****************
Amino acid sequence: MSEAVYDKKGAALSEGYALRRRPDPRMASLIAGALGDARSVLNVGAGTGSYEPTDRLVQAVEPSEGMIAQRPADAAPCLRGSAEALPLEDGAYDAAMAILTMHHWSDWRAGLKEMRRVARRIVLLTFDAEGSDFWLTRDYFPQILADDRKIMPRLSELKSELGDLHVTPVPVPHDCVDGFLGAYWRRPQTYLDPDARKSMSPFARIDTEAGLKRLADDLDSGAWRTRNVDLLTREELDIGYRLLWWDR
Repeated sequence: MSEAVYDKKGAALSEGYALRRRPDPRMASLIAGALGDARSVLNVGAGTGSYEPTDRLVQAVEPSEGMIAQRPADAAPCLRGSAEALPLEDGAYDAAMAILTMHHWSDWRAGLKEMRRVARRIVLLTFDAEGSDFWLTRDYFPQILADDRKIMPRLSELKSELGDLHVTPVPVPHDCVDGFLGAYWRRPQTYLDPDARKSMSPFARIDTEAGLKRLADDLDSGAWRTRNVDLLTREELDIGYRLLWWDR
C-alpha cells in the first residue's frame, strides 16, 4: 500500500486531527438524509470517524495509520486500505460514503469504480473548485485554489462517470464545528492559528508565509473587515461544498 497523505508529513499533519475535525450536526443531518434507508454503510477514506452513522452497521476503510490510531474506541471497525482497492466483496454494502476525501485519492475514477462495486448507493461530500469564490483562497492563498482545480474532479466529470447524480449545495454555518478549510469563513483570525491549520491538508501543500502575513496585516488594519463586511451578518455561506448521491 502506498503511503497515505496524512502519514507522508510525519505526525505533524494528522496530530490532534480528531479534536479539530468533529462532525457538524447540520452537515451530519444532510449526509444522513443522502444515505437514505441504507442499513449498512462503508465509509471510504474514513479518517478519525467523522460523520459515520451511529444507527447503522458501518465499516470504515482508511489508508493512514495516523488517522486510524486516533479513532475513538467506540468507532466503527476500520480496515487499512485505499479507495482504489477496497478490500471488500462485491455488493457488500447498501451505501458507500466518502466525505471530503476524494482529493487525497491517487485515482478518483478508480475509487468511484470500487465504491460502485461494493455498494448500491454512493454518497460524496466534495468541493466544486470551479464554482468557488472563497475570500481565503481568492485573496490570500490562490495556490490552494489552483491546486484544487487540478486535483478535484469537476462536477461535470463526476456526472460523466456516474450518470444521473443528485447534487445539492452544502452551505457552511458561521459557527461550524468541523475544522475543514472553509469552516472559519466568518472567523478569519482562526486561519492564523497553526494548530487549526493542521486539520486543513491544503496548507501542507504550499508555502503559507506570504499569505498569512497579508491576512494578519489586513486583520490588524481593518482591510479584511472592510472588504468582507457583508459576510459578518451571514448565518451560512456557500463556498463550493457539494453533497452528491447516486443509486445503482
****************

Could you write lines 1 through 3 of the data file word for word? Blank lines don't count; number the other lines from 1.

Amino acid sequence: MSEAVYDKKGAALSEGYALRRRPDPRMASLIAGALGDARSVLNVGAGTGSYEPTDRLVQAVEPSEGMIAQRPADAAPCLRGSAEALPLEDGAYDAAMAILTMHHWSDWRAGLKEMRRVARRIVLLTFDAEGSDFWLTRDYFPQILADDRKIMPRLSELKSELGDLHVTPVPVPHDCVDGFLGAYWRRPQTYLDPDARKSMSPFARIDTEAGLKRLADDLDSGAWRTRNVDLLTREELDIGYRLLWWDR
Repeated sequence: MSEAVYDKKGAALSEGYALRRRPDPRMASLIAGALGDARSVLNVGAGTGSYEPTDRLVQAVEPSEGMIAQRPADAAPCLRGSAEALPLEDGAYDAAMAILTMHHWSDWRAGLKEMRRVARRIVLLTFDAEGSDFWLTRDYFPQILADDRKIMPRLSELKSELGDLHVTPVPVPHDCVDGFLGAYWRRPQTYLDPDARKSMSPFARIDTEAGLKRLADDLDSGAWRTRNVDLLTREELDIGYRLLWWDR
C-alpha cells in the first residue's frame, strides 16, 4: 500500500486531527438524509470517524495509520486500505460514503469504480473548485485554489462517470464545528492559528508565509473587515461544498 497523505508529513499533519475535525450536526443531518434507508454503510477514506452513522452497521476503510490510531474506541471497525482497492466483496454494502476525501485519492475514477462495486448507493461530500469564490483562497492563498482545480474532479466529470447524480449545495454555518478549510469563513483570525491549520491538508501543500502575513496585516488594519463586511451578518455561506448521491 502506498503511503497515505496524512502519514507522508510525519505526525505533524494528522496530530490532534480528531479534536479539530468533529462532525457538524447540520452537515451530519444532510449526509444522513443522502444515505437514505441504507442499513449498512462503508465509509471510504474514513479518517478519525467523522460523520459515520451511529444507527447503522458501518465499516470504515482508511489508508493512514495516523488517522486510524486516533479513532475513538467506540468507532466503527476500520480496515487499512485505499479507495482504489477496497478490500471488500462485491455488493457488500447498501451505501458507500466518502466525505471530503476524494482529493487525497491517487485515482478518483478508480475509487468511484470500487465504491460502485461494493455498494448500491454512493454518497460524496466534495468541493466544486470551479464554482468557488472563497475570500481565503481568492485573496490570500490562490495556490490552494489552483491546486484544487487540478486535483478535484469537476462536477461535470463526476456526472460523466456516474450518470444521473443528485447534487445539492452544502452551505457552511458561521459557527461550524468541523475544522475543514472553509469552516472559519466568518472567523478569519482562526486561519492564523497553526494548530487549526493542521486539520486543513491544503496548507501542507504550499508555502503559507506570504499569505498569512497579508491576512494578519489586513486583520490588524481593518482591510479584511472592510472588504468582507457583508459576510459578518451571514448565518451560512456557500463556498463550493457539494453533497452528491447516486443509486445503482